Thinking Woman

When I had coffee with one of my wise women last Friday, I commented that I’m learning to ask myself how I feel. I will see something, and my brain will begin to sound klaxons – whoop, whoop, this should hurt – and so it seems as if I feel the hurt, even though it doesn’t actually hurt.

To put it another way, it’s liking pulling off a band-aid, you flinch before hand, knowing it’s going to hurt, except it doesn’t. It’s painless.

I gave away my maternity clothes tonight. Lock, stock and 2 rubber maid totes full. I imagine I’ll offer the crib and mattress next. I offered the rocking chair on loan because it is a family piece. It’s not mine to give away, although heaven knows what anyone will do with it after Mr. Spit and I die.

And as I was hauling the totes upstairs, I kept asking myself, does this hurt? I was poking and prodding my psyche. I loaned out some clothes this time last year, and that was hard. Yet this time?

I cried a bit. I pulled out the same pieces, my favourite shirt, the pants and shirt I wore to the hospital and then home again. I leaned my forehead against the living room wall and my eyes filled up with tears.

I have taken the shirt I wore to the hospital and home out from the boxes. I will tuck it in my bottom drawer. I don’t need it and I cannot quite give it away. I cannot quite take this bit of cloth that is just a purple shirt and hand it away as if it is only a bit of cloth.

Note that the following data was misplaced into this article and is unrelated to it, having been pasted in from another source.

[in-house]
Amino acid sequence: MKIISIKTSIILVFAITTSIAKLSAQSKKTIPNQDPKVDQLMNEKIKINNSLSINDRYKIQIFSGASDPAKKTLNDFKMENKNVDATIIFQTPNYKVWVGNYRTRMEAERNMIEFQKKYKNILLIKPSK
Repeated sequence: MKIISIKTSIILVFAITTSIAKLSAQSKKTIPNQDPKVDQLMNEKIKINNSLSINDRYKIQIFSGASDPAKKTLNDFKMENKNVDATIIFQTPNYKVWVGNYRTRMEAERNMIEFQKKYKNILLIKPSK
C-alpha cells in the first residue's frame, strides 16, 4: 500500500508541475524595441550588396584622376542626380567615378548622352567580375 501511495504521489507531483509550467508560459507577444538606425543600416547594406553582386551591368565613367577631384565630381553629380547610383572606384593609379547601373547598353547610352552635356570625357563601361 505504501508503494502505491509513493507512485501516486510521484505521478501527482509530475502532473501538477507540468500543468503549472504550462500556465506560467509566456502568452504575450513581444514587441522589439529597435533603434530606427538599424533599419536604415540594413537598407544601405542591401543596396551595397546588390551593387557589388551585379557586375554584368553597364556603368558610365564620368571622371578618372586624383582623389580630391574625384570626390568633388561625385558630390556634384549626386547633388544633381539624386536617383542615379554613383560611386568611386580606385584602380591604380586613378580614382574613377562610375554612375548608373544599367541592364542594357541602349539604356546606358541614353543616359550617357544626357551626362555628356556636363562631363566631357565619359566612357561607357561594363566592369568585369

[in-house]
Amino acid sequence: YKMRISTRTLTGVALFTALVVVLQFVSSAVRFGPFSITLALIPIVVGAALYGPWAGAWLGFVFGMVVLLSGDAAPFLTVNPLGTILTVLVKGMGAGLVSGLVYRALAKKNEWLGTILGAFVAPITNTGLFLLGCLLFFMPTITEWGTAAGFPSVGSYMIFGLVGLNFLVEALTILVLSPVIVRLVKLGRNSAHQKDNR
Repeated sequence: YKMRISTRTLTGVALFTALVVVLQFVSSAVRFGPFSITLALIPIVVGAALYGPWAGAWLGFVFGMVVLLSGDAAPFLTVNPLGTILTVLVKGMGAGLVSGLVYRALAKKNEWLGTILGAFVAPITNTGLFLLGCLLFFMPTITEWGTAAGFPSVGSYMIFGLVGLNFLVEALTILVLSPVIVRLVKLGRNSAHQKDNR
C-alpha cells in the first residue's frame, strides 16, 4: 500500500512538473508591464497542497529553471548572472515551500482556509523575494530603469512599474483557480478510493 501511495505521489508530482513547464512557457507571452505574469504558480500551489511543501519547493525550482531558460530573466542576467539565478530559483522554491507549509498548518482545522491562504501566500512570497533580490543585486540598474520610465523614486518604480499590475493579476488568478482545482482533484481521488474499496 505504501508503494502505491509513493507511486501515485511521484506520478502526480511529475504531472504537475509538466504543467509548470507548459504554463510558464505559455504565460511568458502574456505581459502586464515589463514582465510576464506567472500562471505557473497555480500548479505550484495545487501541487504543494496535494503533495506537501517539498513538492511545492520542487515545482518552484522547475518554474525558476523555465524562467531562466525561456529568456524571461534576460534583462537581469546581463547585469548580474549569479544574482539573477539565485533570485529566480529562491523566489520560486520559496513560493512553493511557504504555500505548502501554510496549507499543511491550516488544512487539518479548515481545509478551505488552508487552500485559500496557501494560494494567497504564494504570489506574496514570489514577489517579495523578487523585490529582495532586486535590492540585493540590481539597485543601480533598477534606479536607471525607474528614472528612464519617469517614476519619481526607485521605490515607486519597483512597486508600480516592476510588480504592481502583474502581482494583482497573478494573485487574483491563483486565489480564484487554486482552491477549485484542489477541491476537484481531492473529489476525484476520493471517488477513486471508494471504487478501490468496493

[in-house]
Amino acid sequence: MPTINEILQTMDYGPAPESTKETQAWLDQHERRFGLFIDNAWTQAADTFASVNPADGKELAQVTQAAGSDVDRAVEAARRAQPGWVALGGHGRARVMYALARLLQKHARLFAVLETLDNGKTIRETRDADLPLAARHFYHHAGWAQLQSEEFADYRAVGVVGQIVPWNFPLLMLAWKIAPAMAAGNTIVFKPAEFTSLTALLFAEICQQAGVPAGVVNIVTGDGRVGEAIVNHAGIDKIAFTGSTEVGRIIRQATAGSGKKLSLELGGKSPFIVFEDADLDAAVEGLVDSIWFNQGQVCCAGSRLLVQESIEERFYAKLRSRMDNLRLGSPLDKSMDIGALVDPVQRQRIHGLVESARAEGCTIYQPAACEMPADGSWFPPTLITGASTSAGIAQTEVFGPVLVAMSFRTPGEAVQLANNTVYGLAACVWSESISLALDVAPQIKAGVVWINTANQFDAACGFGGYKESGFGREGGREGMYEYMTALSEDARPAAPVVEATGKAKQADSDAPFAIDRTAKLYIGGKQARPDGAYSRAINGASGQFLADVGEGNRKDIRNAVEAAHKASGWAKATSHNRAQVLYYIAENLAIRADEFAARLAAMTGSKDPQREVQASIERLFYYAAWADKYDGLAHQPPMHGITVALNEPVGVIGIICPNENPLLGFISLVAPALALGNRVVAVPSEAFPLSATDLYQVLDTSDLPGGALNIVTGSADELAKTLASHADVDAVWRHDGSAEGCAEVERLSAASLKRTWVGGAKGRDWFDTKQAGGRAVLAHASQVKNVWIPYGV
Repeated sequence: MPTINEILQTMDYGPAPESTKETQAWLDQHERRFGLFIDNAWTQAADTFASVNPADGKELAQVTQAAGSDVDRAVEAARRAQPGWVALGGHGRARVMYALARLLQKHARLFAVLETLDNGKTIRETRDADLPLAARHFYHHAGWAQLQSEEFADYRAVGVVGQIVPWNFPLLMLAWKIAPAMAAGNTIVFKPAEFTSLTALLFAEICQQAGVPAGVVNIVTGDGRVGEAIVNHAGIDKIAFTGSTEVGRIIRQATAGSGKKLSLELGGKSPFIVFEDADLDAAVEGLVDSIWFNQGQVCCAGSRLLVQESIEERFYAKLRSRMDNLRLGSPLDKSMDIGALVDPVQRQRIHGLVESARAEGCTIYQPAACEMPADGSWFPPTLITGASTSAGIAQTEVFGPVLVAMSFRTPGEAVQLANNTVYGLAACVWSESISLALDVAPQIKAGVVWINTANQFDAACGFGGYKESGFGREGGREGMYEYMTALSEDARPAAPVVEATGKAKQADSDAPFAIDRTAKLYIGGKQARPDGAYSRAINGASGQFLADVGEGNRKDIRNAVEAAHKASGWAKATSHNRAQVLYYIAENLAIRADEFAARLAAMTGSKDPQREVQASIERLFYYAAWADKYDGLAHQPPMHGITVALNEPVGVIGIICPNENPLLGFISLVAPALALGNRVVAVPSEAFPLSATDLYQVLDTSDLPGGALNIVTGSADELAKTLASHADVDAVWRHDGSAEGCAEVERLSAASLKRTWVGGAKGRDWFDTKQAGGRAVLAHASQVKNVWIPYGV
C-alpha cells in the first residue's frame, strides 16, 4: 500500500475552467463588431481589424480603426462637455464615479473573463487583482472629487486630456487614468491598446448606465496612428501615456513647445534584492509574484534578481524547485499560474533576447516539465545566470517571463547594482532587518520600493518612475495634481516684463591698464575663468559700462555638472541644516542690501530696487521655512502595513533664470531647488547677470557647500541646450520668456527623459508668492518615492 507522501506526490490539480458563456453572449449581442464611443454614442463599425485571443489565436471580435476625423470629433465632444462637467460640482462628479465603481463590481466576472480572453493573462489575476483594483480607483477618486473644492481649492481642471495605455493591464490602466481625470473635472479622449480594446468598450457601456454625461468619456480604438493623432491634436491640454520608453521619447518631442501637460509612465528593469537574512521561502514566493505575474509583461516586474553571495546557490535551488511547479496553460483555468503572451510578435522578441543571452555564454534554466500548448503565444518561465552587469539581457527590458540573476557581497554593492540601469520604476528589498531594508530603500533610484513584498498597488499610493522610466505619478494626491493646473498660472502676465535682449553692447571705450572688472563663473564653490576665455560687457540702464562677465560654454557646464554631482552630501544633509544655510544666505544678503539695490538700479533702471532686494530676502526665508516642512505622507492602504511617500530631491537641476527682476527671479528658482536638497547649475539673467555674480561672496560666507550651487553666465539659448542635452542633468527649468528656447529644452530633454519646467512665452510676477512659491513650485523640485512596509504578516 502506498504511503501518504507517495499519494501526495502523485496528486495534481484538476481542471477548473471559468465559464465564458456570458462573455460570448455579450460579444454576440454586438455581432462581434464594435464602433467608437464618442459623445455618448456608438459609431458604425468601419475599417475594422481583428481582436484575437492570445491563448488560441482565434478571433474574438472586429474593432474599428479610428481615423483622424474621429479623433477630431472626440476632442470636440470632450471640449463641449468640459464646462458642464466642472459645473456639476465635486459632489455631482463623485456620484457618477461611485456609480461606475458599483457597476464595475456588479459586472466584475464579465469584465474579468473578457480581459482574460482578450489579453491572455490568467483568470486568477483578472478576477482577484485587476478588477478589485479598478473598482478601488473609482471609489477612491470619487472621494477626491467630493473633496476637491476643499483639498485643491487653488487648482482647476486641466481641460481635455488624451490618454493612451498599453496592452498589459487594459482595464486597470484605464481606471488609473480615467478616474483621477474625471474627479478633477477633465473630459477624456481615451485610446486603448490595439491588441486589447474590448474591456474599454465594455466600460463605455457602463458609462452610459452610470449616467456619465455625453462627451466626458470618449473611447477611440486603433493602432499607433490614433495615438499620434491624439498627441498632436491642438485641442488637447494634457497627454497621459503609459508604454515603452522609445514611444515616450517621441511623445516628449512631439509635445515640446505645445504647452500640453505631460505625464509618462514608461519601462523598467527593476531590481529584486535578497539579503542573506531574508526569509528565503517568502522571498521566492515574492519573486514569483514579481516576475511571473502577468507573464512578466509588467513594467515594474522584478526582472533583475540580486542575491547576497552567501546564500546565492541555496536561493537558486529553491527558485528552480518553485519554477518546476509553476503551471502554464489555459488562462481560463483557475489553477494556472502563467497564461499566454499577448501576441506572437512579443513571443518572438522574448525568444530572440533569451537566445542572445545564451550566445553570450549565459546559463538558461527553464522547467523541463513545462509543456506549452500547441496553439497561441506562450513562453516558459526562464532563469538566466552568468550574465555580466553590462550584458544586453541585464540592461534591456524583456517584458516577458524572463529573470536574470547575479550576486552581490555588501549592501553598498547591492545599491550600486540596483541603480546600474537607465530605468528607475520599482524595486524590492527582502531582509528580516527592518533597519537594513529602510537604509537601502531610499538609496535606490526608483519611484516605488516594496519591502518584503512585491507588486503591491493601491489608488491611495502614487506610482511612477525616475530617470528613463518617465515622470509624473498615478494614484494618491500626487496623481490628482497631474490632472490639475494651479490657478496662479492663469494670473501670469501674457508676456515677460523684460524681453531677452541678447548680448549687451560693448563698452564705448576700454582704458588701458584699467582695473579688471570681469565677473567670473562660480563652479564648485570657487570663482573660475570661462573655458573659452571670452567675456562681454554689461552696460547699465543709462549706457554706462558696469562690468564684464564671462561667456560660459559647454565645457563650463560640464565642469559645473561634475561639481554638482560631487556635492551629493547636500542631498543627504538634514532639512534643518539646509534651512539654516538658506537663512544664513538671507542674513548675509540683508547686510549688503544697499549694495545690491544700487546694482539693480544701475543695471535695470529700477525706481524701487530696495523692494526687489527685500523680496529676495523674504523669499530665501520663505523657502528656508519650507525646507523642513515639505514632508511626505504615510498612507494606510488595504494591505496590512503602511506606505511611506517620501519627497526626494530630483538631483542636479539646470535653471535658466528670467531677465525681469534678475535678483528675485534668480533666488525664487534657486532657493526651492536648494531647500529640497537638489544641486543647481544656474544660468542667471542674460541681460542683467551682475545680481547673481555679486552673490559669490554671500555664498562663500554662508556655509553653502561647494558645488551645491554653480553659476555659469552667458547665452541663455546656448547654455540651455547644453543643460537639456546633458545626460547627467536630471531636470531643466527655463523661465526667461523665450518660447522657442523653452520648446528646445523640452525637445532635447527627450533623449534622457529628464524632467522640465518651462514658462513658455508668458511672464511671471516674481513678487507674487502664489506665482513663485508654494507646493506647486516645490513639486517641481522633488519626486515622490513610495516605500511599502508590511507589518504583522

This time it feels more final. It has been almost a year since I was pregnant last. December will mark three years since Gabriel came and left us. We are not sure where we are on our fertility journey, but I don’t entirely know if it will involve maternity clothes. I suspect not.

And they are, well they are just clothes. They are no different than the clothes sitting in my office that are too large. They are extra, superfluous. They are going to a good home. When I think about it – when I get past the klaxons – the truth is this: I am tickled pink because Mel and I have very similar taste in clothing and I know that I am saving her a lot of money on clothes, and she will wear them and enjoy them. It will bring me joy to see her wearing them. I wish I could be there to watch her look through them, try them on.

I am learning the low level – the background noise of tragedy – it is always there. It does not change whether the clothes are in my basement or on someone’s body. Nothing changes what happened, and nothing changes how unfair it was, is, and always be. And yet, I’m not sad about this. I’m mostly just the same, wishing things could have been different, but knowing they aren’t. Slightly comforted by the fact that I can provide a good thing to someone else.

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20 Responses to Thinking Woman

  1. a says:

    The background noise of tragedy…what an apt way to describe grief.

    So glad you have gotten to the point where this part is not all-consuming.

  2. brown owl says:

    Rocking chairs offer comfort to the very young and the very old. I am glad your chair is only on loan and that you will enjoy it again on day.
    How great to give those garments to your friend to wear, knowing that she will enjoy them! You have a truly generous and caring spirit.

  3. loribeth says:

    I’m glad you can take some pleasure in giving these things to a friend, even with the pain as a backdrop. (((hugs)))

  4. Kristin says:

    The background noise of tragedy…what a brilliant turn of phrase. This captures the feelings perfectly. I’m glad you were able to take pleasure in passing the clothes on.